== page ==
To counter beach erosion, several unplanned steps have To counter beach erosion, several unplanned steps have been taken including casuarina plantations along the coastlines that has affected turtle nesting, the report says. To prevent coastal erosion, sea walls were erected in Junput, Shankarpur and Digha coastlines.

"The construction of dykes and embankments, as evident in the Junput coastal area, could adversely affect turtle migrations and nesting in the region," says the report.

The researchers found olive ridley turtle carcasses in the beaches of Junput, Dadanpatrabar, and Shankarpur during the study in close vicinity to fishing villages.

"Interviews with the fishermen (10-15 fishermen from each village) revealed that a majority of these dead turtles were noticed during gill net trawling activities in the coastal and offshore waters in the Bay of Bengal," they said.

Fisher folk and local villagers told the researchers that olive ridley turtles caught in the fishing nets were extracted for their meat, which was subsequently sold to aquaculture farm owners for use as fish feed.

Marine turtle eggs were also collected for consumption by the fisher folks.

The prevalence of an age-old practice, where local inhabitants consumed blood of marine turtles for medicinal reasons, including that of reducing blood pressure, was revealed by fishermen.

The WWF report suggests that tourists visiting the region should be sensitised more about the marine turtles and a possibility of introducing wildlife tourism, in particular turtle tourism, can be explored.

Such an initiative could generate revenue for turtle conservation and at the same time create job opportunities for the local communities.

The researchers concluded that the future of marine turtles visiting the East Midnapore coastal belt for nesting is bleak unless conservation steps are taken.

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China to spend more to tackle dire pollution

Sui-Lee Wee PlanetArk 12 Aug 13;

China plans to accelerate investment in technology to save energy and tackle the dire pollution blamed for a series of health crises that have generated widespread public anger.

The government has been increasingly alarmed by social unrest caused by environmental disasters and threats to public health, often the result of the country's breakneck industrial expansion and mass migration to new cities.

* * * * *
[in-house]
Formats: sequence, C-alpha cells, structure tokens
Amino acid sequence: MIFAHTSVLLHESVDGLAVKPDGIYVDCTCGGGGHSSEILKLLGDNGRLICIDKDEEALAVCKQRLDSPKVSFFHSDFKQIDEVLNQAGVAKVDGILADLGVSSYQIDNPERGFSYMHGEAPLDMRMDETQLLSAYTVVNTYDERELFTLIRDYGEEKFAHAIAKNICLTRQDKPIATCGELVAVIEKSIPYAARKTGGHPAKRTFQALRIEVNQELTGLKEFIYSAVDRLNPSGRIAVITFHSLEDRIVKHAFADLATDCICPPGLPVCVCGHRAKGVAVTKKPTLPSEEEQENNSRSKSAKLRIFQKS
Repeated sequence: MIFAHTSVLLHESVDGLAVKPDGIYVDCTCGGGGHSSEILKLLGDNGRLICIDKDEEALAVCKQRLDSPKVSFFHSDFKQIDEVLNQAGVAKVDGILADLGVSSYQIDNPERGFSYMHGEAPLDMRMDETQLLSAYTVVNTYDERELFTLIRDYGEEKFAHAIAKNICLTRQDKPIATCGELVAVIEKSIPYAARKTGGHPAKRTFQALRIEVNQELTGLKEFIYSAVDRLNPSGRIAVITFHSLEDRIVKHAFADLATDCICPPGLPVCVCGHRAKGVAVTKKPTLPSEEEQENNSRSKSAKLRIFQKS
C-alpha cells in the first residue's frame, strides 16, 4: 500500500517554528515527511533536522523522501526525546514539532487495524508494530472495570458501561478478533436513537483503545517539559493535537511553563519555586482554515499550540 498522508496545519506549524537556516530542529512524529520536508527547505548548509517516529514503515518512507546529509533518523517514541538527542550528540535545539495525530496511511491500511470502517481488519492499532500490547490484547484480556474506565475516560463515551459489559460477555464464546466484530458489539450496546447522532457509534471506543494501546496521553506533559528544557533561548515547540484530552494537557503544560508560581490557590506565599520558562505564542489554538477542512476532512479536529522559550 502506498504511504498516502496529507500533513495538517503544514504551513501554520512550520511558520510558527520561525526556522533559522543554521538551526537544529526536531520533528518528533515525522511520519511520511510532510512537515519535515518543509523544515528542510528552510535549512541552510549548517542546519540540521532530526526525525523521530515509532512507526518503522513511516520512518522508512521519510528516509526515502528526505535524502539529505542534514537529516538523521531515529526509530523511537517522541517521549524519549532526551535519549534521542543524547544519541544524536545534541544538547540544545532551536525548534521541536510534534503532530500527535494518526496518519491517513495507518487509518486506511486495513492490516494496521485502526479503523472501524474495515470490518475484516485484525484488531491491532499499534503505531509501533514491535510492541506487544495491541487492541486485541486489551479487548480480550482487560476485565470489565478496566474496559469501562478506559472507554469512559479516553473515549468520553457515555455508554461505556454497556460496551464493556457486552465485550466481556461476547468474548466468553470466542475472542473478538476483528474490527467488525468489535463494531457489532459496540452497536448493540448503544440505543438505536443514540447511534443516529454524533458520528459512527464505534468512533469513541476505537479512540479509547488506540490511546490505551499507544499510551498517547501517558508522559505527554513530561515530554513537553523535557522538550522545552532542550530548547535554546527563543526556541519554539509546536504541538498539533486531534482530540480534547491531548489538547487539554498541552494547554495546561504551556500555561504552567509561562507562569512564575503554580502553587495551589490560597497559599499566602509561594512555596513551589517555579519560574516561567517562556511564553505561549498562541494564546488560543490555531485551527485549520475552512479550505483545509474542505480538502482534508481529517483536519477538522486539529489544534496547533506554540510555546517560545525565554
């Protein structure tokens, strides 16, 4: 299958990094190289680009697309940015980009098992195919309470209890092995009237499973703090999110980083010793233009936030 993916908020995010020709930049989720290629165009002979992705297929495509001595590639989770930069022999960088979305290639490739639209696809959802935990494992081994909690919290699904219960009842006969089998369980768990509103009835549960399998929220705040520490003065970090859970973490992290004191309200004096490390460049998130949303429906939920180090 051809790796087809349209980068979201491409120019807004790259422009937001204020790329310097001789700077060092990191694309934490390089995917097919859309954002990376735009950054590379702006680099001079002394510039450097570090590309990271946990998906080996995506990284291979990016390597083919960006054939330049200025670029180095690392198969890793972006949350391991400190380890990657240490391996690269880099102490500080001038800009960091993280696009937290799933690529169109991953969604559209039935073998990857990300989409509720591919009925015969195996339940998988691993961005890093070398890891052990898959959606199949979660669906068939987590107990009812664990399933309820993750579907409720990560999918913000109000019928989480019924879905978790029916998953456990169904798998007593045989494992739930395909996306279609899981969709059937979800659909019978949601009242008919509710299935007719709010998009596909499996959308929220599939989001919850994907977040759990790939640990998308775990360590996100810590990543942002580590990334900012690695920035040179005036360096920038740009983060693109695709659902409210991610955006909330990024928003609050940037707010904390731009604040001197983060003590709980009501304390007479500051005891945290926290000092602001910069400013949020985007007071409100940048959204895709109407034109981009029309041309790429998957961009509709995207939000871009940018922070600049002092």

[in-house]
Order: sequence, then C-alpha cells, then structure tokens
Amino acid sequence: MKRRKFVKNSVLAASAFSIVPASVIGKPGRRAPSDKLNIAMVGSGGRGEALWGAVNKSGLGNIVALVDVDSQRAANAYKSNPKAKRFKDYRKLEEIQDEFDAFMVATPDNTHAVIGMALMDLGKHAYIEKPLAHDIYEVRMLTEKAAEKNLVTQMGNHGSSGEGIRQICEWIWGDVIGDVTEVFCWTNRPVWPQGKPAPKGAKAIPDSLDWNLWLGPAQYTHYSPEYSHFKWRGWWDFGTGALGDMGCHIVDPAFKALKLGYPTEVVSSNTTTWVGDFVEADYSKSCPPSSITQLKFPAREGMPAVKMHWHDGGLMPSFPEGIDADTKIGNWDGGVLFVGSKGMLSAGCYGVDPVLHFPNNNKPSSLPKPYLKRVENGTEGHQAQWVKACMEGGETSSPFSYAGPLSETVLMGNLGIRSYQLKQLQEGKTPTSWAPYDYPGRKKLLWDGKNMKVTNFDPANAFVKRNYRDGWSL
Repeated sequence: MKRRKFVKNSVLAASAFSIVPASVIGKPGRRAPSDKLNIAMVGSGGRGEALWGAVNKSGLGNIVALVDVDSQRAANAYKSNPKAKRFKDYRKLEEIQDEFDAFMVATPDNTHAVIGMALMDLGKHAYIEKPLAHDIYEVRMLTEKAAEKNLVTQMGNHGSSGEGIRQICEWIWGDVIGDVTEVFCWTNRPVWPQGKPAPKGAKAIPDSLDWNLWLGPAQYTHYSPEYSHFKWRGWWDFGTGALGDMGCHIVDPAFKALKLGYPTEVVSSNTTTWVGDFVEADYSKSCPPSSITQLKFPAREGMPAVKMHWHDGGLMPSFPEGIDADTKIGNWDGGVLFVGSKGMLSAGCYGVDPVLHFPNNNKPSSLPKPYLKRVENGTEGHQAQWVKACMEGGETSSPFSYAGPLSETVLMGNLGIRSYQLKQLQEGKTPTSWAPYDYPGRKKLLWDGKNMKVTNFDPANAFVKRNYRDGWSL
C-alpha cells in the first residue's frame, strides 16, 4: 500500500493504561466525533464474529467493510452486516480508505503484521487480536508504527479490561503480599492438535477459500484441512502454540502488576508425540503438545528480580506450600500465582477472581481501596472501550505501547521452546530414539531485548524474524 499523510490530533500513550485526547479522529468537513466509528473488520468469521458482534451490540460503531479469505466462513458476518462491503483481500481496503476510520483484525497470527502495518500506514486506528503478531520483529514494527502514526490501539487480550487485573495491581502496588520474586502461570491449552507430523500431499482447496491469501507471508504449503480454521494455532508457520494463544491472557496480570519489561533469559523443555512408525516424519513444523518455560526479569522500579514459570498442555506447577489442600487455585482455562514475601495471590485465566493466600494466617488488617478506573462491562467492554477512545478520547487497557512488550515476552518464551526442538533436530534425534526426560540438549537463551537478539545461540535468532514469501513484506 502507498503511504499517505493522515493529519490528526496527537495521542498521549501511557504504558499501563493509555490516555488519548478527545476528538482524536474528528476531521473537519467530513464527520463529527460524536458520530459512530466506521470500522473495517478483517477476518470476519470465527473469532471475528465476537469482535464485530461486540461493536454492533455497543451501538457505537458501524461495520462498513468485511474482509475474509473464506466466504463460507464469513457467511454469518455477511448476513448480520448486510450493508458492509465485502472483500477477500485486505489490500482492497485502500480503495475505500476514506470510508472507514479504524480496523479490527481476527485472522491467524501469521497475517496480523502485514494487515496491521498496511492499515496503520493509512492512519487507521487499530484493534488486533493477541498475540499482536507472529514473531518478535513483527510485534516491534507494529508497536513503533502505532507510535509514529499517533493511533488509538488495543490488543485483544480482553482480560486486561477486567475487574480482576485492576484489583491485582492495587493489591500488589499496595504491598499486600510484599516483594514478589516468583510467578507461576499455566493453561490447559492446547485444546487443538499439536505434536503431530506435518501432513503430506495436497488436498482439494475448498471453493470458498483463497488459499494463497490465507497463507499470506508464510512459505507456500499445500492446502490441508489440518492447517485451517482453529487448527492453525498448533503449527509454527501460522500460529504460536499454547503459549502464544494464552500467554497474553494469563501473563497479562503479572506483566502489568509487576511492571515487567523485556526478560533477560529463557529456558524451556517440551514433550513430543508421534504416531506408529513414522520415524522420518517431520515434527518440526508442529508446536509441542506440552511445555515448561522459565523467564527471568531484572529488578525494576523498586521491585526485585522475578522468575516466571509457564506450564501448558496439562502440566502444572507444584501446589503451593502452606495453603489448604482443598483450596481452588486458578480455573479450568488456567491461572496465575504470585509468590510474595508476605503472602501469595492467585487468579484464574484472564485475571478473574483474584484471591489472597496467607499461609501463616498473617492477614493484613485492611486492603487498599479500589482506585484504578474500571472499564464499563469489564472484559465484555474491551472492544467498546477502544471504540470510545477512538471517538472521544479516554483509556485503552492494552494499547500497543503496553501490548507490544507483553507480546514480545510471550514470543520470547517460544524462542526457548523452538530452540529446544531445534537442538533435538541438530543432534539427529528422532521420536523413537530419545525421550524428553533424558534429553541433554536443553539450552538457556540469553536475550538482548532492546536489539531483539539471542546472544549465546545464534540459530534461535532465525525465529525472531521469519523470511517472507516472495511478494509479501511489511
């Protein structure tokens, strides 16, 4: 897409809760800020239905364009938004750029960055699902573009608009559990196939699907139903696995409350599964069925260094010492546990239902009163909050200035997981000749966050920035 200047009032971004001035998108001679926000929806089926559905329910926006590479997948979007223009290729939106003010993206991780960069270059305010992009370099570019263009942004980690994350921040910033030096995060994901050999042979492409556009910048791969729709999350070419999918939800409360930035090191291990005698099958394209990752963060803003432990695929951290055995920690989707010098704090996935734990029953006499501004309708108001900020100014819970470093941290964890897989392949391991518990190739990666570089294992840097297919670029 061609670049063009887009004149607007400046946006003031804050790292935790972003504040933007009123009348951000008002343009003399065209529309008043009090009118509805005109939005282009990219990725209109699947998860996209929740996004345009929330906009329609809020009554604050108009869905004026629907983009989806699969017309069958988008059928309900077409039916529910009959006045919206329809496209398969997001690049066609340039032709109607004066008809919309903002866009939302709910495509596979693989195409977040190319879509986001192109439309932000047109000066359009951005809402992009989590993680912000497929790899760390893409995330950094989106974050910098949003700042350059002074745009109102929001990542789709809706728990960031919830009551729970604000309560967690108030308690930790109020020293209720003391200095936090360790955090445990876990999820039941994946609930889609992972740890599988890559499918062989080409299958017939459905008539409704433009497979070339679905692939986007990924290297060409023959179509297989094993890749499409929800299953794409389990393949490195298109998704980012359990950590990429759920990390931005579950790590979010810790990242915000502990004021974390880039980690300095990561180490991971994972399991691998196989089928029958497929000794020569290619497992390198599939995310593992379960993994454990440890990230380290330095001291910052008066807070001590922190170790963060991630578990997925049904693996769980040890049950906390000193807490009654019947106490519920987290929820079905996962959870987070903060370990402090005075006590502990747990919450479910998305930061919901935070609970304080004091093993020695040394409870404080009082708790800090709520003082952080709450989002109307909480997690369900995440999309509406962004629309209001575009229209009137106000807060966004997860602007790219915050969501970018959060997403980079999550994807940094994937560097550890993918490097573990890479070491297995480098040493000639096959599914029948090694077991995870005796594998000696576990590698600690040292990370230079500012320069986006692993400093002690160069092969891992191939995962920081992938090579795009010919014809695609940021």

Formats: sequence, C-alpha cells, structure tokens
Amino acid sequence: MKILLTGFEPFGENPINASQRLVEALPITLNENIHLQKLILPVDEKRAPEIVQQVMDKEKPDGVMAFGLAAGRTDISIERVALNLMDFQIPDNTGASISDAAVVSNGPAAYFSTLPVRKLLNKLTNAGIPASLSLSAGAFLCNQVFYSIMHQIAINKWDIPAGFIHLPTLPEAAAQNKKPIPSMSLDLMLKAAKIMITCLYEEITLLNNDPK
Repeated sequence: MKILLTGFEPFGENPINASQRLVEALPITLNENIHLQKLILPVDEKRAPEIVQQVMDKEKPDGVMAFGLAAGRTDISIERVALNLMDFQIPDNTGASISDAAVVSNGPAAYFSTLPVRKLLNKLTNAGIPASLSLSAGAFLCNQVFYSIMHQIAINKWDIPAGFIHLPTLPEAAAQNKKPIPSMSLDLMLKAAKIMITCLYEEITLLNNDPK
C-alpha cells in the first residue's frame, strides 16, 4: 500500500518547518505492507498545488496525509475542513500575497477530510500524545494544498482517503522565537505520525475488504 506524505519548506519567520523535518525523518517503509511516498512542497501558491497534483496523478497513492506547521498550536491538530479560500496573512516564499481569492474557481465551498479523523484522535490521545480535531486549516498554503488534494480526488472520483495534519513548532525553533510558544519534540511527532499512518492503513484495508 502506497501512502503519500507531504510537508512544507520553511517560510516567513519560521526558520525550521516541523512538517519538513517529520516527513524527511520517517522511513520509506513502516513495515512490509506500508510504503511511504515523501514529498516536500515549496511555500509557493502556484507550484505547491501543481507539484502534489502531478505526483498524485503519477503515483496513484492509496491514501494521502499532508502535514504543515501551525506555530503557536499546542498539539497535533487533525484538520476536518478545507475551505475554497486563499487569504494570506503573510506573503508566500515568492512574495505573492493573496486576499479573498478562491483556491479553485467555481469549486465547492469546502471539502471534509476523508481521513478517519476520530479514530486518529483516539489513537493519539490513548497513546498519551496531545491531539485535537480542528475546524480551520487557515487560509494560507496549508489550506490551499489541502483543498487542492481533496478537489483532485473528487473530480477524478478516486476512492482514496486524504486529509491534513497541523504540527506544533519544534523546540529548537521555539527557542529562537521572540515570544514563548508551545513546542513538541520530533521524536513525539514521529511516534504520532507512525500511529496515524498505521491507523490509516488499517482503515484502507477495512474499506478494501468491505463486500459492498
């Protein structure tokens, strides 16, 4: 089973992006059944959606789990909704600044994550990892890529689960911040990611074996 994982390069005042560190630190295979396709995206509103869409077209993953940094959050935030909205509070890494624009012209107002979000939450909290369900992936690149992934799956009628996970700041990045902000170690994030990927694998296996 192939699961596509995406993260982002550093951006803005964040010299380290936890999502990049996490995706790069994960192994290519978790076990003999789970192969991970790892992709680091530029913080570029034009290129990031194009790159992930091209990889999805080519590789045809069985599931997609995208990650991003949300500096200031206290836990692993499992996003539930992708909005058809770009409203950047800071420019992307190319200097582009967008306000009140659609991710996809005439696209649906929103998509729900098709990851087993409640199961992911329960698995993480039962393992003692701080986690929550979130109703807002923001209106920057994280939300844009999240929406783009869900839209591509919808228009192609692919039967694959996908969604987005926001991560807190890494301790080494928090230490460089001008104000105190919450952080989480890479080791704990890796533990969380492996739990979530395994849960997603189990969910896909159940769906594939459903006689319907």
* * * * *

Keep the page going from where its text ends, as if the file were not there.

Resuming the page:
Smog over northern cities in January generated a public outcry, as did the discovery in March of thousands of rotting pig carcasses in a river that supplies Shanghai's water.

The country's cabinet, the State Council, said on Sunday that environmental protection would be elevated to a "pillar industry" that would receive government support in the form of tax breaks and subsidies.

China is already investing 2.3 trillion yuan ($375 billion) in energy savings and emissions reduction in the five years through 2015, state media have said.

The State Council said the new plan would ensure the environmental protection industry grows by 15 percent annually, generating turnover of 4.5 trillion yuan ($735 billion) by 2015.

Past efforts to build such "pillar industries" have sometimes led to vast overcapacity and trade conflicts, with China's government accused of giving an unfair advantage to local companies.

The State Council said eligible foreign-funded firms would enjoy the same benefits from the environmental protection plan as their Chinese counterparts.

It said it would accelerate research into environmentally friendly vehicles and develop technology and equipment for the control of air, water and soil pollution.

The plan suggests China is accelerating efforts to become a world leader in clean technology. It has already announced a series of steps to curb pollution and reduce carbon emissions.

The central government will direct more of its budget to fund environmental protection industries and encourage eligible companies to issue bonds, it said.

($1 = 6.1230 Chinese yuan)

(Reporting by Sui-Lee Wee; editing by Tom Pfeiffer)